With the ruling, the Hugh K. Leatherman Sr. Terminal can open with the hybrid model of employing union workers alongside SCPA workers, a model the International Longshoremen’s Association and U.S. Maritime Alliance had tried to break with the new terminal.
“The time has come to begin operations,” SCPA President and CEO Jim Newsome said in a news release. “We look forward to working with our stakeholders to see this vitally important infrastructure project realized in April.”
On Jan. 6, the SCPA and S.C. Attorney General Alan Wilson filed a complaint against the ILA and USMX for implementing a secondary boycott based on a master contract clause that was added without the SCPA’s knowledge.
A secondary boycott is defined as two parties, the ILA and USMX, making an agreement that could harm a third party, the SCPA.
The clause stated that for all new ports built in the U.S., 100% of the jobs would go to union workers. Wilson and the S.C. Ports Authority said the ILA was using the terms to pressure ocean carriers into boycotting the new terminal.
Wilson and the SCPA maintain the port never signed off on that agreement, which would jeopardize hundreds of port jobs within the hybrid model.
Newsome further contested that plans for the HLT were underway years before the clause was added, and that the HLT is not a new terminal, but rather an extension of the existing port system.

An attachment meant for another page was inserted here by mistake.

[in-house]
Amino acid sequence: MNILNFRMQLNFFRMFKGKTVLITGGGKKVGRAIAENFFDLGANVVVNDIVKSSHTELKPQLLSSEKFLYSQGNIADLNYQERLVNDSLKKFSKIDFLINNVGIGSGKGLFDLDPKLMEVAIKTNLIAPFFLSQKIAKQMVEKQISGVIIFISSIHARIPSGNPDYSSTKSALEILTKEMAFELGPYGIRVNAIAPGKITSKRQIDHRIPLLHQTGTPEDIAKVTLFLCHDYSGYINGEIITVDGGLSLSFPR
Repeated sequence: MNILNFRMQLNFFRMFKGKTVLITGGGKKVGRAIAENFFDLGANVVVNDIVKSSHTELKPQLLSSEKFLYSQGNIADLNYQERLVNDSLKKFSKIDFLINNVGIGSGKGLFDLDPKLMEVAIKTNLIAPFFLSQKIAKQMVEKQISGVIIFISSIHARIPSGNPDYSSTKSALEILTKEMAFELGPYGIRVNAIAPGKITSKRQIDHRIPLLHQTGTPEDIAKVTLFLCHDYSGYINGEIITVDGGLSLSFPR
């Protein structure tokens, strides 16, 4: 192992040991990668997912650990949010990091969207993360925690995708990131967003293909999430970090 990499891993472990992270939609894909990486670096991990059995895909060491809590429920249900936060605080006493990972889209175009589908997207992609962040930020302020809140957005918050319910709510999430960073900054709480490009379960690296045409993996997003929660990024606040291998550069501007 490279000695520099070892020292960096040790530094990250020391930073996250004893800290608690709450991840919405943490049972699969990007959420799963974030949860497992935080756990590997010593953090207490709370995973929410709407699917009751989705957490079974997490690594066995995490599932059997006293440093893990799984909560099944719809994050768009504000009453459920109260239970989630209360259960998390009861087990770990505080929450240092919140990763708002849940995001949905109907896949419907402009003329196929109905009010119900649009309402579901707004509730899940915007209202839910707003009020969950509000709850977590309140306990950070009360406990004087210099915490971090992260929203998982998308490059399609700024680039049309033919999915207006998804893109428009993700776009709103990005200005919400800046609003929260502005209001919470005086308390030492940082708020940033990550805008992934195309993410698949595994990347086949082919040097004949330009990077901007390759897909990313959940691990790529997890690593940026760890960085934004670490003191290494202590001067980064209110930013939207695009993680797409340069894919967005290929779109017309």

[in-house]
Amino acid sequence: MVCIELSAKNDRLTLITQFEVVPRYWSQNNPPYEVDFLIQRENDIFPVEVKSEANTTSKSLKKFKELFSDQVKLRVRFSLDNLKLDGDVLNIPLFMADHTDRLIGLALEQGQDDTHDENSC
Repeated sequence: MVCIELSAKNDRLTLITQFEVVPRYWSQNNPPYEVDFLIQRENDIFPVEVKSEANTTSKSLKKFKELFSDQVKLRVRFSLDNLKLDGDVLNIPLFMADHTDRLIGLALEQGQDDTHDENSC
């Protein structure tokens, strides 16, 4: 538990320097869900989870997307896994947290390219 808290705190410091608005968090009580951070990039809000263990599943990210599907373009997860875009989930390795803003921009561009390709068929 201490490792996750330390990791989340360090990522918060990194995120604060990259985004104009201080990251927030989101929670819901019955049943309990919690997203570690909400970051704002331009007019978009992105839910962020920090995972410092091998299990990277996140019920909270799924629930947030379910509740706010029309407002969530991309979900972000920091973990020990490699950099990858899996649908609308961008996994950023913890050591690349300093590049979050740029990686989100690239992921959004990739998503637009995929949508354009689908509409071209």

Yesterday, Region 10 of the NLRB said the contract language between the ILA and USMX dispute is unlawful and violates Section 8(e) of the National Labor Relations Act, according to the filing.
“The S.C. Ports Authority is investing nearly $2 billion in the Leatherman Terminal with the clear understanding that the hybrid labor model, which is the competitive standard in Southeast operating ports, will be utilized in that terminal,” Newsome said.
From the beginning, Newsome expressed confidence that the NLRB would stand in favor of the port. He said the ruling comes as the HLT is critically needed to handle the current congestion in U.S. ports and the increasing cargo volumes calling on the East Coast.
“The Leatherman Terminal will greatly benefit our customers, our port, the broader maritime workforce and South Carolina as a whole by ensuring we remain globally competitive for decades to come,” Newsome said.
The respondents named in the complaint must answer by March 31. A hearing conducted by the NLRB will follow on May 4.